On Tuesday APRA (Banking Regulator) proposed to unwind a key constraint that was put on lenders during the property boom.
APRA proposed scrapping a rule that has meant all home loan borrowers are assessed on their ability to manage repayments with 7.25 per cent interest rates.
This means Borrowers will be able to borrow tens of thousands of dollars more.
The interest rate “floor” was introduced in late 2014 in an attempt to contain soaring house prices and surging housing investor loan growth. It has required banks to test prospective borrowers against the higher of either an interest rate of 7 per cent, or a 2 per cent “buffer” over the loan’s actual interest rate.
In practice, this has meant most banks test whether customers can manage repayments if interest rates hit 7.25 per cent – which is much higher than the actual rates of less than 4 per cent being offered on many mortgages today.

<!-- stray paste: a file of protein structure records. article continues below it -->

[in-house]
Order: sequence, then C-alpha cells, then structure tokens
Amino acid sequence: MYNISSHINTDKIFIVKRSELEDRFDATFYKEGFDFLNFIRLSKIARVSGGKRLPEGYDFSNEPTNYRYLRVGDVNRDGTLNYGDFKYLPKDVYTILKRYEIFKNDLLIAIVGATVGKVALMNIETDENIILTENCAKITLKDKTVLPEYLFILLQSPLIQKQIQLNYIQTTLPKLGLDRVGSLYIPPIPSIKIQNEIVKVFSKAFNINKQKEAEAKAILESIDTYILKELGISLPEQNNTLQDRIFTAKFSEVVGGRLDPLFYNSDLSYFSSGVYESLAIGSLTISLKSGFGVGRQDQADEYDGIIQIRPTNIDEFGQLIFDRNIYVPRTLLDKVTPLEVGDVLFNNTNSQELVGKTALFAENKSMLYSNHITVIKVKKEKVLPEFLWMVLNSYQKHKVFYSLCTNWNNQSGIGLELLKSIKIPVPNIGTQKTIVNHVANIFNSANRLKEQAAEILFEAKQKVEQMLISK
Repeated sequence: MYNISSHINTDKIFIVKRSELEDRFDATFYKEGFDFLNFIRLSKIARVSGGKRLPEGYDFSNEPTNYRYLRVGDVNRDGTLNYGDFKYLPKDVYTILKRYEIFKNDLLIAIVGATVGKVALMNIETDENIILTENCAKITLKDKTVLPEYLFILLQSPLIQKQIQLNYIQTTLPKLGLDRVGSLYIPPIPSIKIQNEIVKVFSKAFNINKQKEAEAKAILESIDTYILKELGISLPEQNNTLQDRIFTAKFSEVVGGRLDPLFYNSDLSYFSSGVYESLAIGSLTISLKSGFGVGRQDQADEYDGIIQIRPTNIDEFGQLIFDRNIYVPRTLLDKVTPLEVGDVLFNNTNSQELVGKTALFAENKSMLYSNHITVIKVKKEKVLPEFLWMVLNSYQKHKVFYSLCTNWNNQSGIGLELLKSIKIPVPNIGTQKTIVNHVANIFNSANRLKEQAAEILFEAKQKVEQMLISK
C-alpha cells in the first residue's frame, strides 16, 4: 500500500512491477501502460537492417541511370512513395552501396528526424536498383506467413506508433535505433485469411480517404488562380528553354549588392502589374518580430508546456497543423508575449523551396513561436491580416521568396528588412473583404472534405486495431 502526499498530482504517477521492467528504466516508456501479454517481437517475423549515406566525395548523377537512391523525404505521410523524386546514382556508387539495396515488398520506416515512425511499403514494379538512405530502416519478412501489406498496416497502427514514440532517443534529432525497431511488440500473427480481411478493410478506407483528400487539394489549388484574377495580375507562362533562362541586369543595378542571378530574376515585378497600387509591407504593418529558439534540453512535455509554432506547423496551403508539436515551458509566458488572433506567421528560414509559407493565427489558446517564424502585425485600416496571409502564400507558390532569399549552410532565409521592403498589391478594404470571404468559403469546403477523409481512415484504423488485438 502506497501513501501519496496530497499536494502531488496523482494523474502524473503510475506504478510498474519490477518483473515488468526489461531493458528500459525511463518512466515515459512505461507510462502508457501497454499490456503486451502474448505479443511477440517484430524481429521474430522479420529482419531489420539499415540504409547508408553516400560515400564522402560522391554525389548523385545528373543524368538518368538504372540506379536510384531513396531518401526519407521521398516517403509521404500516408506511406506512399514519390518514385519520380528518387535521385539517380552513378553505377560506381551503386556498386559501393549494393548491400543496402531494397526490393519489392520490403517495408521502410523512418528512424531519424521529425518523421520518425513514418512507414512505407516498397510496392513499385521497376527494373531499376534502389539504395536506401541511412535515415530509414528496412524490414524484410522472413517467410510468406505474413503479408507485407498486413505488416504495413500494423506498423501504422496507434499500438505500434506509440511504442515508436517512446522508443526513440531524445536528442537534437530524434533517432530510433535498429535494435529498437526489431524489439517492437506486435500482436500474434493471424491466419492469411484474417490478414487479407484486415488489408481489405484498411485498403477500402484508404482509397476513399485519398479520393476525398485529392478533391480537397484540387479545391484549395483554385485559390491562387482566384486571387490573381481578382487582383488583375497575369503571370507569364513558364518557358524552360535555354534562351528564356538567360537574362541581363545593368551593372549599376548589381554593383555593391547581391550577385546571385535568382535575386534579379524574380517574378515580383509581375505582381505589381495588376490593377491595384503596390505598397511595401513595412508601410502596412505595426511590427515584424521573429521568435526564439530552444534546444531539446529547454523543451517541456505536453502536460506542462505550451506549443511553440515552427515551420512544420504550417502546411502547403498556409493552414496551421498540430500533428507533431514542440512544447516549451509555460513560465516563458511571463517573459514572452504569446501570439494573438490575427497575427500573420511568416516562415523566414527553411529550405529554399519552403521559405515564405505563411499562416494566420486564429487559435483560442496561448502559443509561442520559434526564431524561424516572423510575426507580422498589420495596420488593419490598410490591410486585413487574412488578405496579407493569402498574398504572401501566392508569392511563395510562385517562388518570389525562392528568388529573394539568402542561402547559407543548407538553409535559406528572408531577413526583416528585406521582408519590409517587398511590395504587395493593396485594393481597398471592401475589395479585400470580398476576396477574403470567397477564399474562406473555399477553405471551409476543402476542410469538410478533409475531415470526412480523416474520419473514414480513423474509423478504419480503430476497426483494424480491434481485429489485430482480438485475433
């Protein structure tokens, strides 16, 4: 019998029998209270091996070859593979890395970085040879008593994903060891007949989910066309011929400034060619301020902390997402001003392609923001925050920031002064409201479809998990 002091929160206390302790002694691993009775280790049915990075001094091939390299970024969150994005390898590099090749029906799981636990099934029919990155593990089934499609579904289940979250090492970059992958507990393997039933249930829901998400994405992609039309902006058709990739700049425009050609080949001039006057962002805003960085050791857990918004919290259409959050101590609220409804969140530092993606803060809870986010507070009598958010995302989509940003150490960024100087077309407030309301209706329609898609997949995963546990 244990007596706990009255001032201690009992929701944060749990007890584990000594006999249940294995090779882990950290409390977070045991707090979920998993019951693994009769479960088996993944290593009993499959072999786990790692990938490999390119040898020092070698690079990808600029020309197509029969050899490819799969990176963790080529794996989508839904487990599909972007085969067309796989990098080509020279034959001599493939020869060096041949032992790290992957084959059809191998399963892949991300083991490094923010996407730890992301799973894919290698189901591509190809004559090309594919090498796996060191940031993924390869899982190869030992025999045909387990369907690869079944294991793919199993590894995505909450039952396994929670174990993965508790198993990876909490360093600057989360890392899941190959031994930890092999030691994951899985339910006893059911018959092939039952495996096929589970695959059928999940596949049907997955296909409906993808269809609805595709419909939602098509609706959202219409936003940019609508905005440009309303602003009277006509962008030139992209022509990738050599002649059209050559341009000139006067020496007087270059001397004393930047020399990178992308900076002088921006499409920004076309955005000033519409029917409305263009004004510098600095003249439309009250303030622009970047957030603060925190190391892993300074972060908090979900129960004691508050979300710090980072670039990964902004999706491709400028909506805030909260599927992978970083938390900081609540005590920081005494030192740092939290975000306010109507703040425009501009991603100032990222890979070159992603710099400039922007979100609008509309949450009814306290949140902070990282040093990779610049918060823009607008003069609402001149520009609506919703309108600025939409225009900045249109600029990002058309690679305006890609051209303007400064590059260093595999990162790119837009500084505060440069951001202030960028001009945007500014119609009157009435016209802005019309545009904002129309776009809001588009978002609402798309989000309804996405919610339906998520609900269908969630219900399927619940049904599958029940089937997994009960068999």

For a couple with two children with a household income of $150,000 a year, the change could increase the maximum amount a bank would lend them by $67,000 to $903,000. That is based on a bank using an assessment rate of 6.5 per cent, instead of 7.25 per cent currently.
Bank sources said the change would affect owner-occupier customers most, because banks charge these customers lower rates than property investors, and lenders would still need to add 2.5 per cent to their advertised rates when conducting their loan assessments.